Coronavirus infections are surging to catastrophic levels in Sri Lanka with the total number of cases now more than 142,000—one third of these reported between May 2 and May 15—and over 962 deaths. Medical experts have noted, however, that the official figures are unreliable because of under counting.
Early this month, the Washington University-based Institute for Health Metrics and Evaluation (IHME) reported on the horrific global pandemic situation and noted the escalating COVID-19 case numbers in Sri Lanka.
The study predicted that the number of daily infections on the island would climb to 50,495 by June, the daily number of fatalities would be 224 by the end of that month, and the total number of deaths 20,876 by September 1. Its worst-case scenario forecast 30,132 deaths in September.
The study warned that Sri Lanka will need 17,045 more beds and called for the state health sector to increase its intensive care unit (ICU) capacity to 3,450.
Successive Sri Lankan governments have refused to properly fund the country’s rundown state-sector health service. Currently there are only 147 ICU beds in hospitals and recently established intermediate facilities. State Minister for Health Sudarshini Fernandopulle told the media last week that “asymptomatic patients” will be “monitored” from home, starting today.
Hospitals are overcrowded and some of those with COVID-19 are dying at home without treatment. Medical authorities have also reported that six deadly variants of the virus have been now been discovered in Sri Lanka.
Despite this worsening situation, President Gotabhaya Rajapakse’s government arrogantly refuses to initiate a national lockdown.
In April, Rajapakse declared that lockdowns were “not suitable” for developing countries and obstructed “economic activities.” The ruling elites everywhere, whether in developed or so-called developing countries, pursue the same policy—profits must take precedence over human lives.
Rajapakse’s National Operation Center for Prevention of COVID-19 (NOPCPC), which is headed by the Army Commander Shavendra Silva, has announced “small areas” will be isolated in order to avoid a national lockdown.
On May 10, Sri Lanka Medical Association (SLMA) officials met with Rajapakse, calling on him to take urgent measures. An SLMA press release said that “locking down smaller areas” was “unlikely to be effective in controlling the spread of infection.” It warned that “COVID deaths may reach unprecedented levels” and the country face a “grave national catastrophe” if no effective action was taken.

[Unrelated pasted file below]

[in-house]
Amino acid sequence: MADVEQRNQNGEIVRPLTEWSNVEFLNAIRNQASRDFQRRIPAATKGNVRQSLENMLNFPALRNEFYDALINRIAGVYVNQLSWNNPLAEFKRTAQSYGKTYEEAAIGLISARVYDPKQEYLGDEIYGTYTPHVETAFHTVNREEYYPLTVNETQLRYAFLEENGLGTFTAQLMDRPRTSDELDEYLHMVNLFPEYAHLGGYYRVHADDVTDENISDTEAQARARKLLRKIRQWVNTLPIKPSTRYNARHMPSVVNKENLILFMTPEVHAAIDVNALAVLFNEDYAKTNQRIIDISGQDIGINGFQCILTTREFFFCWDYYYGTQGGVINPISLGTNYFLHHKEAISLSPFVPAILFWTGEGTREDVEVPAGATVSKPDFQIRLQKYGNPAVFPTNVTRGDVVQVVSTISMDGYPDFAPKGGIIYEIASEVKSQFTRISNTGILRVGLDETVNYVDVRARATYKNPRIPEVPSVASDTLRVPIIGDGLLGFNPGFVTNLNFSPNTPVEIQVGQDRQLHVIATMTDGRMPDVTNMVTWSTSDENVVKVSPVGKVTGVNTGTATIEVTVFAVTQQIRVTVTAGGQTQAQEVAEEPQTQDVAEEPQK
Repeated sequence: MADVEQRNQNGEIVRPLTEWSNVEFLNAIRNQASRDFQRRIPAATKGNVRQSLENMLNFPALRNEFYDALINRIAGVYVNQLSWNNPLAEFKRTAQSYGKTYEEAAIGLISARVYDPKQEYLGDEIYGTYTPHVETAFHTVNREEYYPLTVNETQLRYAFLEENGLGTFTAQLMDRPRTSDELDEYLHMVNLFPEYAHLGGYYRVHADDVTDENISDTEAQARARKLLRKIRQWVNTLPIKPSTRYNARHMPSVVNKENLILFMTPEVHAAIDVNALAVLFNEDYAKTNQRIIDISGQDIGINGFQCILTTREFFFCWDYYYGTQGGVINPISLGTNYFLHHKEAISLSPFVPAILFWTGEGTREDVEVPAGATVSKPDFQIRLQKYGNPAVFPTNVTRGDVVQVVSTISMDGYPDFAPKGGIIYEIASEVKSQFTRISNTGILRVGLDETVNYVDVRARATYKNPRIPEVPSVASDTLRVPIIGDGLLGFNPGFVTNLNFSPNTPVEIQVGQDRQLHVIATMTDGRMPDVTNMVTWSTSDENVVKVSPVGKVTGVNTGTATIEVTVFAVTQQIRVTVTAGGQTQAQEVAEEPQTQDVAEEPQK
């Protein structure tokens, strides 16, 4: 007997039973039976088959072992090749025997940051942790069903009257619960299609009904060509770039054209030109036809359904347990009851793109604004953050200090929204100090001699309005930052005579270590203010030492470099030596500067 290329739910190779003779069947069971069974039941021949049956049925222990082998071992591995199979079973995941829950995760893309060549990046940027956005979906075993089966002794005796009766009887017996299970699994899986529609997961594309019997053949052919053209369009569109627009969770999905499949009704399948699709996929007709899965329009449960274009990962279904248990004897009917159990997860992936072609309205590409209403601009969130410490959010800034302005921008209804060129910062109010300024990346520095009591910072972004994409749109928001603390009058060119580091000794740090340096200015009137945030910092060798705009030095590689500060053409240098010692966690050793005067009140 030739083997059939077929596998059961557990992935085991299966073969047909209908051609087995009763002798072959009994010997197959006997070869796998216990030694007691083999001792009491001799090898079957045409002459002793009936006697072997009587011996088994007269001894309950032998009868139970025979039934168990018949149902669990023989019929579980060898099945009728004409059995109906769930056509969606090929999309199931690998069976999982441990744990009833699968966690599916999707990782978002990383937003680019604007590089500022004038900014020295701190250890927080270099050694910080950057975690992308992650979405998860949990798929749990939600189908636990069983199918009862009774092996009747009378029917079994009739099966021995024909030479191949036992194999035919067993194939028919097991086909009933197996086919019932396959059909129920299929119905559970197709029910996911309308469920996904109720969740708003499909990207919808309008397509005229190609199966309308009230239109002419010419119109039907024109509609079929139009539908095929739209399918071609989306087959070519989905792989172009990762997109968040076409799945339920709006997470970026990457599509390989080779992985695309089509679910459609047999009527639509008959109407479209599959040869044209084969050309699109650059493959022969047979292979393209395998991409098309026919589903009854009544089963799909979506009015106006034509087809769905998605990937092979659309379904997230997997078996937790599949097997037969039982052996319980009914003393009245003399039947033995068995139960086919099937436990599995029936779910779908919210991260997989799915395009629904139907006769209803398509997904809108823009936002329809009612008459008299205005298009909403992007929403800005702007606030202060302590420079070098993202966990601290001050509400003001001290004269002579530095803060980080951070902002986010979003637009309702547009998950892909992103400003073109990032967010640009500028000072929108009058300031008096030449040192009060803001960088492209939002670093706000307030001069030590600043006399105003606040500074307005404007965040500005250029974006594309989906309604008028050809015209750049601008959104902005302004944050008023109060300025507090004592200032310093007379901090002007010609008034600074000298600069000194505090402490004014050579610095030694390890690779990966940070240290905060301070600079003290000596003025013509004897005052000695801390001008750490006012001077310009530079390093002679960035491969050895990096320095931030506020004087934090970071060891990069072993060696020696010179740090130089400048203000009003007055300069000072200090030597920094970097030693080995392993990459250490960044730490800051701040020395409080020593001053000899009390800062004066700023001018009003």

The statement declared that “evidence from many countries shows that strict and immediate efforts to restrict movement of people are the only measure that quickly and drastically reduces the numbers of cases.” Medical experts have also warned that Sri Lanka’s limited health services and trained medical workers were at “breaking point.”
NOPCPC chief Silva declared that there would only be “travel restrictions.” These were imposed last Thursday night and continued until Monday morning. Starting today, however, these restrictions are only at night and up until May 31, and do not apply to employees, who continue working.
Silva told the apparel industry that it should continue operating while “adhering to strict COVID prevention guidelines.” Silva’s reference to strict guidelines is farcical. Workers are compelled to travel on crowded buses and labour in facilities without any social distancing.
Board of Investment (BOI) Chairman Sanjaya Mohottala said on Friday that company exports would “continue unabated amid the travel restrictions.” He boasted that Sri Lankan exports crossed the $US1 billion mark in March, for the first time since September 2020. He jubilantly predicted that the government would reach its target of $12 billion in export earnings this year.
The cash-strapped Sri Lankan government, which is teetering on the brink of foreign debt default, is determined to prevent any interruption in the operations and profits of the country’s export industries.
The human cost of forcing employees to remain at work is indicated in the rapid increase in infections, particularly in garment factories. One recent report revealed that 217 workers out of 1,500 given PCR (polymerase chain reaction) tests at five garment factories in the Koggala Free Trade Zone were infected. The infected workers were directed to “quarantine” in their residences because health treatment centres in the area were too congested.